In my San Francisco neighborhood Google buses don’t look very much like symbols of gentrification. They look suspiciously like buses. This is the way to understand them, as vehicles that say a lot about us and our future.
Some of the ire against corporate buses is not misplaced. Bay Area residents can only gape as techy arrivistes step aboard comfortable transit that appears often…and takes them where they want to go. Imagine.
And “imagine” is what we need to do. How can our Bay Area modernize to move people conveniently, effectively and affordably? After all, we have done it before. Our two iconic bridges went up at the height of the Depression. Postwar freeways were the envy of the world. BART was the first subway built in the US in more than half a century.
Today Bay Area highways are at the breaking point. Traffic is the second worst in the nation. With the regional economy in a sustained boom, corporate buses offer a short-term fix. Major employers cannot get their workforce to the job any other way. Still, the likes of Google, Apple and Genentech do not want to be in the bus business. Their buses broadcast the essential inadequacy of Bay Area infrastructure. They should remind us that companies can move elsewhere, that booms don’t have to happen here.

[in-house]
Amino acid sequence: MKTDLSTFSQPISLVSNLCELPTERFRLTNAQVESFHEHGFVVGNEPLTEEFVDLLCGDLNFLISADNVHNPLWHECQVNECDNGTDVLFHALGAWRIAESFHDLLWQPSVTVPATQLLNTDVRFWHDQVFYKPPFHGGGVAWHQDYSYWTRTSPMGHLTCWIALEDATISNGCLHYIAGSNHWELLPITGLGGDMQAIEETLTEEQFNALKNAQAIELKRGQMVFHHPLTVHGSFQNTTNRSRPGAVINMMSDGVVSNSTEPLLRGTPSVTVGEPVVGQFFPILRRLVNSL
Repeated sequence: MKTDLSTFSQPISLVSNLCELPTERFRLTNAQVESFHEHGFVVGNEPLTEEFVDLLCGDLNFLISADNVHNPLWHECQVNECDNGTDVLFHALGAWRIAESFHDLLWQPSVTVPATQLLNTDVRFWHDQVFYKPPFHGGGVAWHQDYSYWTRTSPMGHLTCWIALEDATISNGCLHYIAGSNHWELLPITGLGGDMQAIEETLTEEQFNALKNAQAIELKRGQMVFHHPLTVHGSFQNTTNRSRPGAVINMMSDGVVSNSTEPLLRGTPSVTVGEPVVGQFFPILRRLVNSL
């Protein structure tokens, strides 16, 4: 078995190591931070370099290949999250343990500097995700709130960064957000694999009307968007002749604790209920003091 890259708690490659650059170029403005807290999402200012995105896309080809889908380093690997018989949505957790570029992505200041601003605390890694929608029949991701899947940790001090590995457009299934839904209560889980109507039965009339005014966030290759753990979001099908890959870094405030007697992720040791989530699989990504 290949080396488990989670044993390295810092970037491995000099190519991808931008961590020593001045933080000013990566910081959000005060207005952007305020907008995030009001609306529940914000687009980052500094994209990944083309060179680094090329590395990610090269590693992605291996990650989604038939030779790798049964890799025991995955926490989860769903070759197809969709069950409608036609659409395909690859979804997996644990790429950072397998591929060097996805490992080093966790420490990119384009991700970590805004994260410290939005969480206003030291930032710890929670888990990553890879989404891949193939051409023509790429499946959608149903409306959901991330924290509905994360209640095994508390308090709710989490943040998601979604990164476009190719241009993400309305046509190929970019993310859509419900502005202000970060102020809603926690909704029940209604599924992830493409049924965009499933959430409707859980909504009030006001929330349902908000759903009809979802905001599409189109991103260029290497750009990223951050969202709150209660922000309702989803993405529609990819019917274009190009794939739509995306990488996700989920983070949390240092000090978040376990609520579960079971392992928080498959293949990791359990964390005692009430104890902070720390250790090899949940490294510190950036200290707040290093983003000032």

We are in the midst of a national infrastructure crisis, even in the Bay Area. The region’s economy has outpaced investments in transportation. We need to invest more. After decades of conservative, anti-urban politics, this is a difficult idea to sell.
Yet sell it, we must. Fortunately, there are potential buyers, some with deep pockets. Wouldn’t local companies like to see their transportation budgets better spent?
They certainly did in London. Firms like Lloyd’s and Barclay’s contributed $7 billion toward the 73-mile Crossrail, opening in 2019. Why? The line will connect City finance firms with the airport. Would similar funding work here?
Maybe. Amidst liberal urban politics this may also be a difficult sell. Economic and class resentments are dividing us. Still, business travelers subsidize much of airline costs. Business transit riders can do the same.
As for Google buses…they’re a problem that points to a solution. We need broader based investments in transportation for everyone.